Monday, January 20, 2003

Cornell in its infinite wisdom ignores federal holidays, and seems particularly okay with giving a thumb in the eye to its African American students and employees by holding the first day of classes today, Martin Luther King, Jr.'s birthday. Now on one level, the whole Great-Man's-Birthday thing strikes me as a little odd. It's always a man, isn't it—are there any national holidays named for a woman? I can't think of any, at least not in this country. There's something thoroughly patriarchal and anti-communitarian about the whole institution. I suppose "President's Day" is a weird compromise—Washington's and Lincoln's birthdays collapsed into one easy-to-use bank holiday that, by implication, is also Chester A. Arthur's Day and William Jefferson Clinton's Day. Have a cigar, boys!

Some fraternity has put a poster over the Cornell Bookstore (actually it's just the Cornell Store—the de-emphasis of books seems slightly sinister to me, even though everyone calls it The Bookstore) announcing something along the lines of a "National Heritage Reconciliation Day." On the poster is a crude drawing of Martin Luther King, Jr. and Robert E. Lee shaking hands. I think it falls more into the category of offensively ridiculous than ridiculously offensive, but if it weren't for the howling winter winds I'd swear I was living in a state governed by somebody with a name like Fob James.

My first class is top-heavy with male engineering students. I like engineers, actually: they have keen analytical skills and have less to unlearn than your average Arts and Sciences freshman. Very quiet, almost sullen, as I go over the requirements, the films we're studying (see below), my draconian attendance policy, etc. Maybe they're just tired. Or maybe they were reflecting on Martin Luther King, Jr.'s birthday and how they weren't being allowed to celebrate it in the usual fashion (i.e., sleeping in).

Got the reading list for the Contemporary Poetry & Poetics class that I'll be taking. It's an exciting and eclectic list, including many writers who I'm only glancingly familiar with from journals and a number I've never heard of. I've certainly never read an entire book by most of them. In what I believe will be the order of encounter:
Nick Piombino, Theoretical Objects
Juan Goytisolo, State of Siege
Harryette Mullen, Sleeping with the Dictionary
Agha Shahid Ali, Rooms are Never Finished
Billy Collins, Nine Horses (do I actually have to buy this one?)
Adrienne Rich, Midnight Salvage: Poems 1995-1998
Zoe Angelsey, ed. Listen Up! Spoken Word Poetry
Meena Alexander, Illiterate Heart
Joy Harjo, How We Became Human
Ammiel Alcalay, From the Warring Factions
Daniel Davidson, Culture
John Ashbery, Chinese Whispers
Lucille Clifton, Blessing the Boats
Barrett Watten, Bad History
Phew! It's going to be a hell of a ride. If I can give even half of these serious attention I think it will seriously broaden my poetry horizons. Despite the best intentions, being in a PhD program where you've chosen to focus on Modernism tends to create blinders. The only contemporary poetry I'm really "up" on are the new books being produced by my peers and the semi-canonical old New American stuff. I'm shaky on hardcore Language poetry and shamefully ignorant of what I suspect falls under the umbrella of ethnopoetics. And except for France (somewhat), I know next to nothing about contemporary poetry in other countries. Physician, heal thyself.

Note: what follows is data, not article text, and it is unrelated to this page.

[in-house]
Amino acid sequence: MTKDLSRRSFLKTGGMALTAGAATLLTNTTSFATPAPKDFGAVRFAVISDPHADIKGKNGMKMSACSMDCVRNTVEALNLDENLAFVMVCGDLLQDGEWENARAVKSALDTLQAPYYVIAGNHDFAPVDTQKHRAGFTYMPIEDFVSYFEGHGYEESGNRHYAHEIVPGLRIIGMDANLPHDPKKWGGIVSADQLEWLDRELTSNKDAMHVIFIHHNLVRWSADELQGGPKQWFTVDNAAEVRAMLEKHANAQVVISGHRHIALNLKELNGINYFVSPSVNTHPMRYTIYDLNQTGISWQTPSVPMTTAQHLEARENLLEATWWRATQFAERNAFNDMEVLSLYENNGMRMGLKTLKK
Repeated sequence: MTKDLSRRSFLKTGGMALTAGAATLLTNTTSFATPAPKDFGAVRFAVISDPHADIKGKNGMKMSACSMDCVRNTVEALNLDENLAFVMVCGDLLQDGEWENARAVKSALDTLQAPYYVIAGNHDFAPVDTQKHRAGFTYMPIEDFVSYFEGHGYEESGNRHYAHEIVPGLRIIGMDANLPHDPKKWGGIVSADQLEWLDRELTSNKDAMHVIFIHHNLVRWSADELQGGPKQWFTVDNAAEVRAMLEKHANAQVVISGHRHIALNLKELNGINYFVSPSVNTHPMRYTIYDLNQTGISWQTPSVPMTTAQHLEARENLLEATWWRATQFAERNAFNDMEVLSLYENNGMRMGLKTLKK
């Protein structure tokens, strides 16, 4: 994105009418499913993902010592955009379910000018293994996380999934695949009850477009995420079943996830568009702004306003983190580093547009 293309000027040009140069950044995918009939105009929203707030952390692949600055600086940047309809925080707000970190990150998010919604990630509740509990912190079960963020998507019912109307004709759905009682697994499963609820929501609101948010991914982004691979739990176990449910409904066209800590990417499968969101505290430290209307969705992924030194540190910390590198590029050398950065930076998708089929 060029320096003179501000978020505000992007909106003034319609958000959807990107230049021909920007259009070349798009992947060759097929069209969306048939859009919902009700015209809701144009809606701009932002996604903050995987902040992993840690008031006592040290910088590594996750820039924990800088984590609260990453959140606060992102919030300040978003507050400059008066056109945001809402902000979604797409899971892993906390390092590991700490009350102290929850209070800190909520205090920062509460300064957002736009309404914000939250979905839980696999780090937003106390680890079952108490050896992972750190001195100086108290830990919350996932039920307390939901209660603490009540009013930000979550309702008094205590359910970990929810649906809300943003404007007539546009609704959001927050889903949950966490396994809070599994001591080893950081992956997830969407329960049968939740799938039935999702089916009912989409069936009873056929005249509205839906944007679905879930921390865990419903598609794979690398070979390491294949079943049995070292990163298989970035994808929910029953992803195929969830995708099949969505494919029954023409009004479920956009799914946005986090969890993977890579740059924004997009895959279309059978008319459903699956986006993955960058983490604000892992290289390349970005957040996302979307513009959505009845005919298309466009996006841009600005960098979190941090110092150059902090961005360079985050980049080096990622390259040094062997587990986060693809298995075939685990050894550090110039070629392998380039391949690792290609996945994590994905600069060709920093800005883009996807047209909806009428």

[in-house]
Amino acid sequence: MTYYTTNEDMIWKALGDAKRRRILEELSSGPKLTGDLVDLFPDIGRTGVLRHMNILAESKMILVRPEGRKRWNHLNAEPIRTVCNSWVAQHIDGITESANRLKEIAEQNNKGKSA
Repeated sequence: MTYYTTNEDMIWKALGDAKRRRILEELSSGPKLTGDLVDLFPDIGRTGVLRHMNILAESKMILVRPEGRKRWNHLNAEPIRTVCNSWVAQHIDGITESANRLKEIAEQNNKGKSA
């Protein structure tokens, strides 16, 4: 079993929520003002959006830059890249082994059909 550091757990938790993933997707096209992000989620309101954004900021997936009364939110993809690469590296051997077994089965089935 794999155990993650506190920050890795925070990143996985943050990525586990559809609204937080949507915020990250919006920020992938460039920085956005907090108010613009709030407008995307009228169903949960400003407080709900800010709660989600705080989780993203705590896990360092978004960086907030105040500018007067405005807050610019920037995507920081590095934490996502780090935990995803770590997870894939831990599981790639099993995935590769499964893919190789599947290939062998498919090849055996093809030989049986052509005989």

I do have a rather sizable and diverse poetry collection (more poetry books than I have CDs, to evoke the odd standard put forth on the Poetics list not too long ago), accumulated when I was living in the Bay Area. I just haven't had time to read every book that I acquired in that mad and hazy period where I was making enough money to buy all the books I could eat but couldn't afford a decent apartment.

I would like to say a word or two here about the last book of contemporary poetry that I managed to read in its entirety: Stephanie Strickland's V. Unfortunately, I haven't been able to access the online portion of the book ( but the printed portions, "Losing L'una" and "WaveSon.nets" are very beautiful and lyrically rich, crammed with an erudition whose condensation makes it possible for the reader to skim over its surface in a pleasantly cerebral fever. The book is in large part an encounter with the work and life of Simone Weil, who I know little about—but I feel, after reading this book, that I know a little more. A book of poetry that actually teaches you something is a rare and special pleasure, one that I've also gotten out of Susan Howe and Brenda Hillman. Weil's Judeo-Christian (I think this term should be applied as literally as possible) ethics, as rendered by Strickland, are reminiscent of Emmanuel Levinas' impassioned philosophy of otherness. Here's a taste of "TITA: The Incandescent Thought About" from "Losing L'una" that I wish I could quote in its entirety:
As the reed, torn from its roots
and cut to a flute whose whole song is longing, so too
the heart, made to be broken. Consent

to be broken is difficult
to give, for we imagine

either powerful or powerless. Passion
the beloved, life, superdense

globular clusters, dispersing universe and the stars
it harbors, a nuclear forge
in the carried along scattering fall, multiversical

clones—or open clusters
like the Pleiades, the motion of a starfish
arm. Isomorphic?
Isn't that gorgeous? In her braininess and intense focus upon desire and the way it unfolds within a system or systems of thought (here the astronomical mingles with the theo-philosophical) she reminds me of Anne Carson, but with a much sharper ear.

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